The first idea of real foresight in connection with natural resources arose in connection with the forest. From it sprang the movement which gathered impetus until it culminated in the great convention of governors at Washington in May, 1908. Then came the second official meeting of the National Conservation movement, December 1908, in Washington. Afterward came the various gatherings of citizens in convention, come together to express their judgment on what ought to be done, and to contribute, as only such meetings can, to the formation of effective public opinion.
The movement so begun and so prosecuted has gathered immense swing and impetus. In 1907 few knew what conservation meant. Now it has become a household word. While at first conservation was supposed to apply only to forests, we see now that its sweep extends even beyond the natural resources.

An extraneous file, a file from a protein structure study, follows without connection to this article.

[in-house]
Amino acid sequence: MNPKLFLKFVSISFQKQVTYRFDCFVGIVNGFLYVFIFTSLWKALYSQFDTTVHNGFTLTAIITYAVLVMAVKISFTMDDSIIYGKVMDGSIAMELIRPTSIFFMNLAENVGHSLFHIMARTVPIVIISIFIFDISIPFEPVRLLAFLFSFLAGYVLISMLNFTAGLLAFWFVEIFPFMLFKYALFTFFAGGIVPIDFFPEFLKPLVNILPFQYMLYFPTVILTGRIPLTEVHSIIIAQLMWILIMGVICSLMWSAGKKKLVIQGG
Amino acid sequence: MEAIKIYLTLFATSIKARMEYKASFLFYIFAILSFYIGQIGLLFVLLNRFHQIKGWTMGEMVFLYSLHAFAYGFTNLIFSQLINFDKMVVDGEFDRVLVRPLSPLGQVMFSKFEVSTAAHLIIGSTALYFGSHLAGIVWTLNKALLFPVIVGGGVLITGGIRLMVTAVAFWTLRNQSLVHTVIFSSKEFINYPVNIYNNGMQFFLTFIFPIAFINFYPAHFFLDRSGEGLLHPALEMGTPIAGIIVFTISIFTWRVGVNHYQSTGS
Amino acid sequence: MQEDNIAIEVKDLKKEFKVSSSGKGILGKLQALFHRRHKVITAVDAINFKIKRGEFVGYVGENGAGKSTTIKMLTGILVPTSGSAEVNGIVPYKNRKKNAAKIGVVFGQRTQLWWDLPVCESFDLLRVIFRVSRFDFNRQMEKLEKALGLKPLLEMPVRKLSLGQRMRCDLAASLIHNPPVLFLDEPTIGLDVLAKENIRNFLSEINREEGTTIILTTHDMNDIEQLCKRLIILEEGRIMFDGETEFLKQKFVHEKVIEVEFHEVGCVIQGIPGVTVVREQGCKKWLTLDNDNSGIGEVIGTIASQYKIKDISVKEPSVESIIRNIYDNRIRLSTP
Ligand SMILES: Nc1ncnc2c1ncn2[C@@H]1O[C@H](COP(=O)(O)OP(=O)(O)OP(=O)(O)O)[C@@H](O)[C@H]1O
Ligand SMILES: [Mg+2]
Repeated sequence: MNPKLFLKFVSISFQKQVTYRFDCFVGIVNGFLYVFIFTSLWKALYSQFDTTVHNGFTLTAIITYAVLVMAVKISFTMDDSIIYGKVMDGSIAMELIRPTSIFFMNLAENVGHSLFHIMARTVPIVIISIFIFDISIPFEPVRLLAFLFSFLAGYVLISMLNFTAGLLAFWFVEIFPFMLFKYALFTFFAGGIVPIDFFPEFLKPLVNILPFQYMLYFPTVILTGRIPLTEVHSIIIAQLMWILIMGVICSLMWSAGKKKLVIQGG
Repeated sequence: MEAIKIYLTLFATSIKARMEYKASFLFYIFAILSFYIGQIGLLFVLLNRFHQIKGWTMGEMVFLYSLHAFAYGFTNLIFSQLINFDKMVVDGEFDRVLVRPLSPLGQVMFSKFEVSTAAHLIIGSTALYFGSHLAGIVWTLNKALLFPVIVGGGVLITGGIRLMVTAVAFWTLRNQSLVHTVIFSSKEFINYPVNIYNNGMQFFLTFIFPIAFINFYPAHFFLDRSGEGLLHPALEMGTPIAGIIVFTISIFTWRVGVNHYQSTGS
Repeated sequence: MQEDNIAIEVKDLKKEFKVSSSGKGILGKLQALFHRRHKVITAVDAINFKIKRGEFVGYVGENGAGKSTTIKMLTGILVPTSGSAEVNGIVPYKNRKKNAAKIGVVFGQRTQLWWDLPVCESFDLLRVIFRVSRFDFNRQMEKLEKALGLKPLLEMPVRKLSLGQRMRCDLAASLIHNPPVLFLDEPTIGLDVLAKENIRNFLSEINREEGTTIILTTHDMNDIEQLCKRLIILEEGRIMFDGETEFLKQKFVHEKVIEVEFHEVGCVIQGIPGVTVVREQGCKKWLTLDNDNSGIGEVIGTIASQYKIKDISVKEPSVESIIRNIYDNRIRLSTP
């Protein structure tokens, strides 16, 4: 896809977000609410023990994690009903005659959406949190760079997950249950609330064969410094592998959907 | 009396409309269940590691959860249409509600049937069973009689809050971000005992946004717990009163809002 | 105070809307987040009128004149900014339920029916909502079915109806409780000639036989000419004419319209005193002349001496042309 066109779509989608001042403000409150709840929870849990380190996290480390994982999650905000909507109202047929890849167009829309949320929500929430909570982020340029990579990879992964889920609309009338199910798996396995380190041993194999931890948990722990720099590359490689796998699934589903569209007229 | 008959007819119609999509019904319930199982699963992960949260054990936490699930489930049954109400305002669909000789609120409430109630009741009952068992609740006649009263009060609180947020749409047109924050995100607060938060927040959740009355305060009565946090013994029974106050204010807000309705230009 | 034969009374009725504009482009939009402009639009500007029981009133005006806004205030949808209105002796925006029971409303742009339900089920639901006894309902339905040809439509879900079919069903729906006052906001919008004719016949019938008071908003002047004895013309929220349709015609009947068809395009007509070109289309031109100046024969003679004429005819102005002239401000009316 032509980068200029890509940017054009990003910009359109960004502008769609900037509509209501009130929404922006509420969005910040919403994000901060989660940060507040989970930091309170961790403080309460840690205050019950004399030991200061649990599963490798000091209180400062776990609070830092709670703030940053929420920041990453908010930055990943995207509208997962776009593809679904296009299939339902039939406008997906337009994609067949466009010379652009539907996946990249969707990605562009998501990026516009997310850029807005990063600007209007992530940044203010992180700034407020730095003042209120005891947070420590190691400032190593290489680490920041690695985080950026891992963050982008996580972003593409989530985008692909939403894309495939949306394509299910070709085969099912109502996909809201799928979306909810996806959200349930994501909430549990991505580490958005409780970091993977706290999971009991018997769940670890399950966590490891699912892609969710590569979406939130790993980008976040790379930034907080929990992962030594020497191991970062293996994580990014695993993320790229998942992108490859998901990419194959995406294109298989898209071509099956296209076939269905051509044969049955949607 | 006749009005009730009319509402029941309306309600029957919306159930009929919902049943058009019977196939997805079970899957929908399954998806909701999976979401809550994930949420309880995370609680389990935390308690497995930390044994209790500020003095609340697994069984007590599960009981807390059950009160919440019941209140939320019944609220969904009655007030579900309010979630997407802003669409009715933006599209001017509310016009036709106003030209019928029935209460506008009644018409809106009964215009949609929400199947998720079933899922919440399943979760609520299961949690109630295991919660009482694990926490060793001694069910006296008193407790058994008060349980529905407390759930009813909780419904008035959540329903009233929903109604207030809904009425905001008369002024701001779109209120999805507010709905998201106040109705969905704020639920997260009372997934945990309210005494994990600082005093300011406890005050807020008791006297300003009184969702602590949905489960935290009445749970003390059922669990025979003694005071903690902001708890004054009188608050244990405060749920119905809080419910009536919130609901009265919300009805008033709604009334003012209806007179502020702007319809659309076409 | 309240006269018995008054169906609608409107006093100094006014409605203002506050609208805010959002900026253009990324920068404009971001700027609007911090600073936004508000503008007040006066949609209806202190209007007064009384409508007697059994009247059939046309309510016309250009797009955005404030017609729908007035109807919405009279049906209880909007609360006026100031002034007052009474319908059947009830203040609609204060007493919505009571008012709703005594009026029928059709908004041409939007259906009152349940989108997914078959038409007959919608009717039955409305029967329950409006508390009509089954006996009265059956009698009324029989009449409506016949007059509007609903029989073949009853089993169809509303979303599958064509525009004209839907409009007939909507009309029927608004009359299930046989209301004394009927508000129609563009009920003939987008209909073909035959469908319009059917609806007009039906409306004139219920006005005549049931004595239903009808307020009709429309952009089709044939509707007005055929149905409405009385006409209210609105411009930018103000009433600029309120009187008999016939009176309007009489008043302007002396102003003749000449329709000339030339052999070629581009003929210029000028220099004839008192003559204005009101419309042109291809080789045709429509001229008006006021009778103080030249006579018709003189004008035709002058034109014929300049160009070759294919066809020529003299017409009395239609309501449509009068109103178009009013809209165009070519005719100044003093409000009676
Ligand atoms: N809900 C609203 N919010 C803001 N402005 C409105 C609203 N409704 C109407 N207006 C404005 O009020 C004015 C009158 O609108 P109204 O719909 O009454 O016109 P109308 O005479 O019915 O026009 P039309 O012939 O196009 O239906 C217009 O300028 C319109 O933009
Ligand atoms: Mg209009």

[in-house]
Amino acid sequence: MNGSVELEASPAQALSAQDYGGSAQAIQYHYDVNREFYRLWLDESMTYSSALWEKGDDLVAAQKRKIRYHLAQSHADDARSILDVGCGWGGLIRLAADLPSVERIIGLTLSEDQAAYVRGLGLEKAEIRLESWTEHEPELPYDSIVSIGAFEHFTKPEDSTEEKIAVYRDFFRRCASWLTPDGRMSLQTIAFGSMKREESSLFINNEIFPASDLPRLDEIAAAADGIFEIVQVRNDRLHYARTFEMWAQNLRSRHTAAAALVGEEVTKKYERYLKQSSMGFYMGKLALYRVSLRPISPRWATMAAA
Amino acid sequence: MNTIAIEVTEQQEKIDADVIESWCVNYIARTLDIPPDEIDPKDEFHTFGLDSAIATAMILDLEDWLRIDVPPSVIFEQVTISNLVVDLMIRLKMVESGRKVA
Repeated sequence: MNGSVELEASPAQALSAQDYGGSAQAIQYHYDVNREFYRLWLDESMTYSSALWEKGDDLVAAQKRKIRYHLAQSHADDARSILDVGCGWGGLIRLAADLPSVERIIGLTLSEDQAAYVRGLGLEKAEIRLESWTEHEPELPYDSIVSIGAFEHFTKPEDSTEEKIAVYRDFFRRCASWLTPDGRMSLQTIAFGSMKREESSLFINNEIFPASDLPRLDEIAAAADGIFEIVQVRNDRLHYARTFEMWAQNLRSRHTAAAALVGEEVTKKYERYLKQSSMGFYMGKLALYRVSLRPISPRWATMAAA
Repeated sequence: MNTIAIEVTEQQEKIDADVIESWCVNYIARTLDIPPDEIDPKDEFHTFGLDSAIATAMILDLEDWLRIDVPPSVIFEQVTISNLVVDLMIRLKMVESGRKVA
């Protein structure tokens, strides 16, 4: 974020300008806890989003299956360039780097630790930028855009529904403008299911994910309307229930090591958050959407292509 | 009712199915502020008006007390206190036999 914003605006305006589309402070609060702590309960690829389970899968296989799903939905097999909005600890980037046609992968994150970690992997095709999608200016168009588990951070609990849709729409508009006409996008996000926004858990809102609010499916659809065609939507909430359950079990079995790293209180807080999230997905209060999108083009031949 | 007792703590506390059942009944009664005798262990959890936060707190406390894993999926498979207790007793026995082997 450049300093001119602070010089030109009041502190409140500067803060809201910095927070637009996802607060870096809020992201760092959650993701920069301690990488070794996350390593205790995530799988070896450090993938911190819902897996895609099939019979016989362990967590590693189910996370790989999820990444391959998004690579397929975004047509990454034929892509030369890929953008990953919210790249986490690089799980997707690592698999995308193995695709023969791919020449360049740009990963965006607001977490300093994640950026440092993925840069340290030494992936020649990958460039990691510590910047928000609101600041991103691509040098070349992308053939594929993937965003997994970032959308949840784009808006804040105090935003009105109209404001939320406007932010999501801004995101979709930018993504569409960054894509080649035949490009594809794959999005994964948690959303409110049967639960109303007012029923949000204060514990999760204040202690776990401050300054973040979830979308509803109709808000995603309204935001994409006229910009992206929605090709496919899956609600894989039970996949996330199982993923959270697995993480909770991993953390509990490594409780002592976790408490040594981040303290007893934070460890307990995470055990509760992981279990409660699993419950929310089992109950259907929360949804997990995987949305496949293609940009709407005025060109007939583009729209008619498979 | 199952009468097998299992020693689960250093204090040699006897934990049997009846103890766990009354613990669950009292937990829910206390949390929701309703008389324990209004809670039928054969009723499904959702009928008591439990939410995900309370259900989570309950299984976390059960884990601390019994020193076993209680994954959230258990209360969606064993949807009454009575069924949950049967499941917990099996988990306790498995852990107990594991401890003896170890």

The principles which govern the conservation movement, like all great and effective things, are simple and easily understood. Yet it is often hard to make the simple, easy, and direct facts about a movement of this kind known to the people generally.
The first great fact about conservation is that it stands for development. There has been a fundamental misconception that conservation means nothing but the husbanding of resources for future generations. There could be no more serious mistake. Conservation does mean provision for the future, but it means also and first of all the recognition of the right of the present generation to the fullest necessary use of all the resources with which this country is so abundantly blessed. Conservation demands the welfare of this generation first, and afterward the welfare of the generations to follow.